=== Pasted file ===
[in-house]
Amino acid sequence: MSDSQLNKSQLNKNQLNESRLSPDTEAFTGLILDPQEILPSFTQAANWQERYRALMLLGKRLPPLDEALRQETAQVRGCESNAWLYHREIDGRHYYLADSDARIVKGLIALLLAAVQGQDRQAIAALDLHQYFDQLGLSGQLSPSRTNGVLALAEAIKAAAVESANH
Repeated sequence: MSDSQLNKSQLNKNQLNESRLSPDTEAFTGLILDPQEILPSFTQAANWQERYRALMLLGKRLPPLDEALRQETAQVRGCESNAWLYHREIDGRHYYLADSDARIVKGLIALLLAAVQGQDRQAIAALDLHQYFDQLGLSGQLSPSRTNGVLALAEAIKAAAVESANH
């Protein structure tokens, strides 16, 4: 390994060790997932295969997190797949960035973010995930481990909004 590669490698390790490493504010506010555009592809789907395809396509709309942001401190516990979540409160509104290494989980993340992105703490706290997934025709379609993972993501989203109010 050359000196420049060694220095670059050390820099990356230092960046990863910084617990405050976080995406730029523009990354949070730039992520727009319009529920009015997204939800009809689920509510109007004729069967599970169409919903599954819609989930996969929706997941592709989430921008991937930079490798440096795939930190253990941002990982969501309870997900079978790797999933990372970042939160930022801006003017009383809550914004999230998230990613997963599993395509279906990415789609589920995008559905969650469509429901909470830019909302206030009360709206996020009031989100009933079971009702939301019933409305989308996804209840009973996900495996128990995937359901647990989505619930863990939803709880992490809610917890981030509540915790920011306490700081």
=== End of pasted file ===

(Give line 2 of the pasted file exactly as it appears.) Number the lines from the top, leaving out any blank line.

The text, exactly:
Amino acid sequence: MSDSQLNKSQLNKNQLNESRLSPDTEAFTGLILDPQEILPSFTQAANWQERYRALMLLGKRLPPLDEALRQETAQVRGCESNAWLYHREIDGRHYYLADSDARIVKGLIALLLAAVQGQDRQAIAALDLHQYFDQLGLSGQLSPSRTNGVLALAEAIKAAAVESANH